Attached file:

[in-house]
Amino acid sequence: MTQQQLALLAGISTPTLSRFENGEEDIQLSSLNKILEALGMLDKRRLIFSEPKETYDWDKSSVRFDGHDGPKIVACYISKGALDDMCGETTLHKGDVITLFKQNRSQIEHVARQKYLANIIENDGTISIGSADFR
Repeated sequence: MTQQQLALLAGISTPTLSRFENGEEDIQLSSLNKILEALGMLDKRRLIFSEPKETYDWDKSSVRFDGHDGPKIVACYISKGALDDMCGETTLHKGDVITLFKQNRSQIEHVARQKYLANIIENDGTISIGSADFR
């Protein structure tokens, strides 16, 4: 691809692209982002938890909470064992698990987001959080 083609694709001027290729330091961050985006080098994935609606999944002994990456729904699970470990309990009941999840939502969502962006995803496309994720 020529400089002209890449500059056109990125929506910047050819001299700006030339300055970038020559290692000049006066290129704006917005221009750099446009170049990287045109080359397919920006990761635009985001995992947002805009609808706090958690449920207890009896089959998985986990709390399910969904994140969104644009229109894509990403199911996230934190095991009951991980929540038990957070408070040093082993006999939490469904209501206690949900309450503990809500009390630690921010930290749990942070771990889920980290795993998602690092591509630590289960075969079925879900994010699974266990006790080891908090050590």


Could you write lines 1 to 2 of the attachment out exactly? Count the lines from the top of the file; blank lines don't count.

[in-house]
Amino acid sequence: MTQQQLALLAGISTPTLSRFENGEEDIQLSSLNKILEALGMLDKRRLIFSEPKETYDWDKSSVRFDGHDGPKIVACYISKGALDDMCGETTLHKGDVITLFKQNRSQIEHVARQKYLANIIENDGTISIGSADFR